[quote=janitor]
Quote:

No sh1t sherlock.



If you think that then you might be better off studying another sport.

Louis had the best fundamentals of any heavyweight from any era.

I would challenge you to name any more complete heavyweight.



Actualy Foreman is the one all time great that Louis would beat every day of the week and twice on Sundays.

You could not design a fighter better suited for Louis to exploit stylisticaly given a blank sheet of paper.
Frankly, I think that given Foreman's prefference for a mid to close range target, and Louis's tendency to want to throw combos inside, he might make a rather easy target for Foreman. Louis's style certainly looks as though he might be prone to getting nailed with some of the looping hooks, uppercuts, and overhand rights that foreman threw. In any case, Georges power would be highly detrimental to Joe if he landed flush, which I think he'd do often.
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Old 08-01-2007, 12:23 PM   #86
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Default Re: Butter Bean Esch vs Tony Galento

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I never said that Galento was identical to Marciano, just that the general idea (that he did things to you in the ring that you couldn't notice on film). To use an extreme example--Marciano always looked like he was constantly getting hit in the face with a jab. Walcott, Charles, and Moore, before they went in to fight him, knew this, and were sure to jab. On film, they appear to have succeeded. BUT...and this is a big one...they all said that they didn't hit him cleanly, despite the film evidence. And since they actually fought the guy, I'd expect them to know.
I wrote a bit on Marciano in another post, but I think we should let Galento go for now.

Quote:
Somehow, Galento negated his opponents' abilities. I don't know how. Maybe his bad punches were thrown too awkwardly to be easily stopped. Maybe he had a deal with the Devil. But whatever it was, it worked against fighters who I consider to be extremely good. And despite Louis's flaws--I don't care how many--he STILL looks lightyears ahead of Galento. From my own judgment of Galento, which is even more damning than your own, there is no way Galento should have been able to do anything with Louis. Heck, there isn't any way he should have been able to do anything with Jake LaMotta. I KNOW that Louis was not terrible enough to leave himself open to a brawler that bad, even if everything you say about Louis's style is true. So, with reality arguing against my (and your) technical opinion of Galento, I pick reality.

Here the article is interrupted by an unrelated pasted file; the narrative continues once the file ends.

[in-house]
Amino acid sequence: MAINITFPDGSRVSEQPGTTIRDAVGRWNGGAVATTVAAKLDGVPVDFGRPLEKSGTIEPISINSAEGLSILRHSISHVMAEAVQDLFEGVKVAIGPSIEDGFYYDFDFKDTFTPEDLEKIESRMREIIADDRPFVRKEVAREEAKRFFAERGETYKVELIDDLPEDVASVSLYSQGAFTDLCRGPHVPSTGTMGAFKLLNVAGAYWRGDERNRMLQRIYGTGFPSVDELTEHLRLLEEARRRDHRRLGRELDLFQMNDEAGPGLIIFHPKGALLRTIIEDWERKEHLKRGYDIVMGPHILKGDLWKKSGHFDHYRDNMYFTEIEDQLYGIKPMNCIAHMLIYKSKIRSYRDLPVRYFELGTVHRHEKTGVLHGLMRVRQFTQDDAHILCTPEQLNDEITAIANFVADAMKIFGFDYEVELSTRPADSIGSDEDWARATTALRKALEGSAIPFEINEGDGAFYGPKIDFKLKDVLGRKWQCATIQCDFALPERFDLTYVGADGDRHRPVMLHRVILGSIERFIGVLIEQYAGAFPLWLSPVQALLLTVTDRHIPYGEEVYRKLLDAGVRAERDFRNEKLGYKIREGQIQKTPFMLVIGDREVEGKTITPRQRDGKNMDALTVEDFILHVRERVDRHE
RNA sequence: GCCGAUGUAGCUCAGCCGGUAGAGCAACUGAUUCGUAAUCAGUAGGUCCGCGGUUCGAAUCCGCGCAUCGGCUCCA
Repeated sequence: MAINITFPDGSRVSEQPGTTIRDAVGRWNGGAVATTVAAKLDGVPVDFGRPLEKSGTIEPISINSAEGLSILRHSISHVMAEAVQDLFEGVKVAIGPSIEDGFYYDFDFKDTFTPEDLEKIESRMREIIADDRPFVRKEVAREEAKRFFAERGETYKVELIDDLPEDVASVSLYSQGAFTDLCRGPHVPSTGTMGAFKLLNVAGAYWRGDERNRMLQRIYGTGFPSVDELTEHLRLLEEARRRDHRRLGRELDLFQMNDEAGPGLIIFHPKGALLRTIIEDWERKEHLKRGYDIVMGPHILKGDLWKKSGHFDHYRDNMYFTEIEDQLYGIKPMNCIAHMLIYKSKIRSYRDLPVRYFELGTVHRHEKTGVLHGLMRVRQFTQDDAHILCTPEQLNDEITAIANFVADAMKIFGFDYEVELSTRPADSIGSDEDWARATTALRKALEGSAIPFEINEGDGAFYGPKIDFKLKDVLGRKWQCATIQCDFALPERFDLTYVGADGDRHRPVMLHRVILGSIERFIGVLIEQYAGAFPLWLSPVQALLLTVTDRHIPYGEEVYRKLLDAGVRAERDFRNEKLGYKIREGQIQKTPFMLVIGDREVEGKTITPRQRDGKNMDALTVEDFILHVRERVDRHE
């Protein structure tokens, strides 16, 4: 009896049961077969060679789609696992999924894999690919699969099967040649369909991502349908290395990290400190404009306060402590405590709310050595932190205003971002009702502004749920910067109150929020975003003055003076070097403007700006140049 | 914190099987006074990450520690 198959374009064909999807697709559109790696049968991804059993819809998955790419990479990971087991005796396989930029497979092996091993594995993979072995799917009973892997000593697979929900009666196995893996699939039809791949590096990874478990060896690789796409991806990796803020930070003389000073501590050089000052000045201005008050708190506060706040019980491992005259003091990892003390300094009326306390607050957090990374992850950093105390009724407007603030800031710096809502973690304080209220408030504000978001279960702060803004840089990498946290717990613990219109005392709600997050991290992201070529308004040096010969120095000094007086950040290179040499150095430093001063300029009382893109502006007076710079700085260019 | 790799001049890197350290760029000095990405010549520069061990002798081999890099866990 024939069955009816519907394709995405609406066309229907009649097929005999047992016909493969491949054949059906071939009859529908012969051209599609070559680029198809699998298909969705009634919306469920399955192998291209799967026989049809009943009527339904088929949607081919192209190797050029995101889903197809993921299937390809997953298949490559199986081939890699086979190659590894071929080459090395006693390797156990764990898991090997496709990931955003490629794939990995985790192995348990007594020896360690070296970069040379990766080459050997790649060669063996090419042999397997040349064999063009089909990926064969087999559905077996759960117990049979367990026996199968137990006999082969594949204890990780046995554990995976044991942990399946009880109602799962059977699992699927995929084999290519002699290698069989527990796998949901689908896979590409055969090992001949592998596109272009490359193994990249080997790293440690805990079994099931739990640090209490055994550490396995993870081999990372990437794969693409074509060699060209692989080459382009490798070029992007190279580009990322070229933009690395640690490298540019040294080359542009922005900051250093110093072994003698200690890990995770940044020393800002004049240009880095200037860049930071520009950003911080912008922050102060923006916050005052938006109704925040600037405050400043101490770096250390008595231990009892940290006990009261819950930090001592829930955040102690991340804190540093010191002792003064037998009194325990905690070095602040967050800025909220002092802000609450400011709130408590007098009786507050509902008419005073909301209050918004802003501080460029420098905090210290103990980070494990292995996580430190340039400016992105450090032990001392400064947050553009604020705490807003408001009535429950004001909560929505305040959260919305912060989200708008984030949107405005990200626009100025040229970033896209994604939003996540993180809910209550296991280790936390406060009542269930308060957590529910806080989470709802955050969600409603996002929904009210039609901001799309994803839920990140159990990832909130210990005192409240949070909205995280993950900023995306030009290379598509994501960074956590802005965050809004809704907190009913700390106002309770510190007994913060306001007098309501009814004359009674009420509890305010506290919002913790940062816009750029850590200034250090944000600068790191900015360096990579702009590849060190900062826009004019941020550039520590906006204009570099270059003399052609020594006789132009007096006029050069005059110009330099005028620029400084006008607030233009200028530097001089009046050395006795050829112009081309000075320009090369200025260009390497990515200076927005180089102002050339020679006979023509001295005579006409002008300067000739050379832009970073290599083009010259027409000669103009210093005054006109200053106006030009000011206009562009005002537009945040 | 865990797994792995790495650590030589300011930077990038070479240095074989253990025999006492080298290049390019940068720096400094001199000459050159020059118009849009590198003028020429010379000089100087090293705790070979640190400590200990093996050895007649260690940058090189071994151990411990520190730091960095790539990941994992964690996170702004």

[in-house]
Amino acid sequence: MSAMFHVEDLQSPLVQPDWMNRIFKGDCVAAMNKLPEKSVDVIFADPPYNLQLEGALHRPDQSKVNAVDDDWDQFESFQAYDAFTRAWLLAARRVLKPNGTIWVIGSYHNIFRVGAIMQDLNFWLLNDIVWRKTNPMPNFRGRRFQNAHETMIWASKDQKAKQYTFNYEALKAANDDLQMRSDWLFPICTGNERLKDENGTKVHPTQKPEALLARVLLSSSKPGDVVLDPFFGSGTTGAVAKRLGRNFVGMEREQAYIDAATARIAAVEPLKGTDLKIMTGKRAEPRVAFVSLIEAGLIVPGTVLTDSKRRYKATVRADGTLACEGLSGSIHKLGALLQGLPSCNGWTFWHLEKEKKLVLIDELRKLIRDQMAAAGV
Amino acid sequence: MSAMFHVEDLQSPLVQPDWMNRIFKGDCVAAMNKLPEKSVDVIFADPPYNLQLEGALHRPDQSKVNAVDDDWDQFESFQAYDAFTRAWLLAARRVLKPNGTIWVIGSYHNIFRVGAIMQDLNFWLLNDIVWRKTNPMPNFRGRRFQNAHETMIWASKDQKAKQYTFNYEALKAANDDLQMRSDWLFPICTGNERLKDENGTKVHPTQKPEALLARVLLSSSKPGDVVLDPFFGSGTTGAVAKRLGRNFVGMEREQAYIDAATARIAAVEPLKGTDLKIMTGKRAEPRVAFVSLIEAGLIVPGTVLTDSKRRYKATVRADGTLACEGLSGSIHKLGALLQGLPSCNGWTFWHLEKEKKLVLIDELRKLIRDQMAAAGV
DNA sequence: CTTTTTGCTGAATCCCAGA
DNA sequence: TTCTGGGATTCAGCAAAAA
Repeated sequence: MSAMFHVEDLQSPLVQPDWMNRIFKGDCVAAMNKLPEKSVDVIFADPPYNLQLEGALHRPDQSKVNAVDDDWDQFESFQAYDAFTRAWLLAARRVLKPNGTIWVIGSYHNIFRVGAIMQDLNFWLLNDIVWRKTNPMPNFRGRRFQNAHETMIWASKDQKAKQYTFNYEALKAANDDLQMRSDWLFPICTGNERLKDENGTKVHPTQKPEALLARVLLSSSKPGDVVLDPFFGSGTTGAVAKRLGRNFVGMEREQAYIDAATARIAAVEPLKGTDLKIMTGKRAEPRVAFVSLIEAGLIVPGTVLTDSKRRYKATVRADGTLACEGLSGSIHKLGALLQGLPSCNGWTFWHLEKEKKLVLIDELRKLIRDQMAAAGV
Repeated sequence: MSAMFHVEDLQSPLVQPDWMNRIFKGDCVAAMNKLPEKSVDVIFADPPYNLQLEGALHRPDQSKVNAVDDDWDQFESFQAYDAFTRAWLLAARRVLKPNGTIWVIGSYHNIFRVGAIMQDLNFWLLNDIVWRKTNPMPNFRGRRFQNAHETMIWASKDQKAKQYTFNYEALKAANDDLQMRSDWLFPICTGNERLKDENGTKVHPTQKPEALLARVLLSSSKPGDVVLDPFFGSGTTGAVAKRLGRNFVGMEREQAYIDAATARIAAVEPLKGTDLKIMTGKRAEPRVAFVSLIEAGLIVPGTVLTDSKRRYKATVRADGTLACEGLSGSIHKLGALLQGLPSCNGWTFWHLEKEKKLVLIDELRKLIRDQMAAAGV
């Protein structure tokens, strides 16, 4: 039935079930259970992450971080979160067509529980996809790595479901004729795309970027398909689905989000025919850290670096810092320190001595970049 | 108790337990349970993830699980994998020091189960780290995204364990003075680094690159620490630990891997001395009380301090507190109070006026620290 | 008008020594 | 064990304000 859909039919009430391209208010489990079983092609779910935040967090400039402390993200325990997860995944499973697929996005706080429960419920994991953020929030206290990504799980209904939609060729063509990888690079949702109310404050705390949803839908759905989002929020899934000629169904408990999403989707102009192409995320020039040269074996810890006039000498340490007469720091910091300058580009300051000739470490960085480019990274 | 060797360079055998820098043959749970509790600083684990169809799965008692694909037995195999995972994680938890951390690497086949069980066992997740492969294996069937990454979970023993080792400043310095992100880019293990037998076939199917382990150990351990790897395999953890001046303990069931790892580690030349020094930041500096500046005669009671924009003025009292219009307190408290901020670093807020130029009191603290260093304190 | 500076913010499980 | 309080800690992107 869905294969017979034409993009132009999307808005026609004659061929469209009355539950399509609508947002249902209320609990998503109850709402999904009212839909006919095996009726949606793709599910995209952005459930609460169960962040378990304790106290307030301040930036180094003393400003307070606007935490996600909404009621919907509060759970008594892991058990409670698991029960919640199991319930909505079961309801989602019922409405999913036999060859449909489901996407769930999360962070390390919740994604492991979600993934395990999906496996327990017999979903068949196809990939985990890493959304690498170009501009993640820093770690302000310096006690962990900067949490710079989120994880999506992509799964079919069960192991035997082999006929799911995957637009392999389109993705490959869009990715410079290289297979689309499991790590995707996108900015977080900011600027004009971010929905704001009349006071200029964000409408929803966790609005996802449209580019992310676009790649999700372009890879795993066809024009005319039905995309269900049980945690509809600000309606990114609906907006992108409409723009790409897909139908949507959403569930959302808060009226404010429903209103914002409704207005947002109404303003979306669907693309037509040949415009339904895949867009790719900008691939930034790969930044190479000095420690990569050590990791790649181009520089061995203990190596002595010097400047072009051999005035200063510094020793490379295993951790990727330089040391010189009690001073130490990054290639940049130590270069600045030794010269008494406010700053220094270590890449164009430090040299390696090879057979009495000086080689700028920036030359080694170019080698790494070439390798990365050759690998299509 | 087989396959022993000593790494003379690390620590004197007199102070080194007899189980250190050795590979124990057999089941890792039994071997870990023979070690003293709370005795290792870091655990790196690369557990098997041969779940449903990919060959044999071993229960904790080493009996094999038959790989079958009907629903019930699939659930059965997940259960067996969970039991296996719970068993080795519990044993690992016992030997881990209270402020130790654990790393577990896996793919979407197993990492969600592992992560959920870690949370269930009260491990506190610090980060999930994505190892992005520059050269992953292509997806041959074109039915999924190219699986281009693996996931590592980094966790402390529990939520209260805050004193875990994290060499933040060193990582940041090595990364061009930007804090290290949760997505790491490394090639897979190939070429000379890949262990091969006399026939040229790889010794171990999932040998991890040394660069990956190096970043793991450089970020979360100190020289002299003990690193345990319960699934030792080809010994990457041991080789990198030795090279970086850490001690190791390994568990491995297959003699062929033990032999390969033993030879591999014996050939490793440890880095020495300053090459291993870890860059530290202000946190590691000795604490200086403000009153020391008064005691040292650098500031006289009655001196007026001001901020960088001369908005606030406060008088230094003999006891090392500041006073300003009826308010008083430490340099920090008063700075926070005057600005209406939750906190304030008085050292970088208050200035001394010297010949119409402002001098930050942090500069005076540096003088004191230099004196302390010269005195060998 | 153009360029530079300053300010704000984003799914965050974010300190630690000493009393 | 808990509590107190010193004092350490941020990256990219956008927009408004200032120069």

Well, this is not "reality" to me. "Reality" is what we are seeing. Galento negated their abilities because he simply would brawl at them and he had an obvious good chin and we can say his judgement of distance was decent... but neither are enough to negate a technical opponent given that he is ridiculously unskilled... worst I've ever seen.

Anyways... Galento.






Quote:
So by timing, you mean exactly when the counterpunch is thrown? I would expect that to come down to physical ability and practice--the reflexes to see that the hands are down and the guy is open.
Yes, Louis had none of it in comparison to Foreman, which this is the comparison we've used. Timing can be learned to a point.

Quote:
Let me prove that it's not a technical skill. Look at old fighters--they are more or less identical technically to their younger selves, but their timing is off because their reflexes have eroded. They see openings too late. I'm sure you know plenty of examples. Saying Louis had bad timing does not discredit his era at all, since you're not referring to a technical skill.
But even with the most talented timer, they have to develop it through training, it's learned to a point. You'd expect Louis' to be phenominal.

Technically, I have submitted that Louis' punching and things involved can look superior on film because his fundamentals are there more so than Foreman.

The discussion is how the era's evolved, how picking Louis over Foreman, or even Wladimir for that matter is ridiculous and I think you can agree that my spot on Louis' timing is even somewhat valid. Then without the freakish qualities, to not technically be that far off looking than Foreman...

It says plenty about the era, because Louis was the creme de la creme, the 9th degree black belt of boxing in that era....

Quote:
I disagree, naturally. But this is one of those occasions where my point of view, while I believe it to be correct, is not provable. I can only point to his record and hope that some enterprising boxing historian figures out someday why he managed to be effective.
I've given perfect logic on why he was effective, it's just very hard to let go of the legendary features and submit to it, and I totally know why.

You claim you came in thinking the modern guys would paste the classic guys, well, I was the opposite, I used to think that the classic guys were superior. I've learned what I am saying through study, just like you've learned yours...
Quote:

As was Louis's, actually. Louis wanted to force punch-trading, because he was great in midrange counterpunching. He, like Foreman, wanted to move you into position to batter you toe-to-toe. You'll notice that almost all of his successes come when he is able to position himself correctly, and he seems to use his stance as a vehicle to do that, as he cuts off the ring.
It took him a great deal more to cut off the ring and position himself against much more subpar opponents. I don't compare Tommy Farr to Joe Frazier, nor even Max Baer to George Chuvalo for that matter technically. Louis was the best of the era, so he's obviously going to have things that we can spot that can appear to be superior to a Foreman, but Farr's approach was pretty bad in any respect.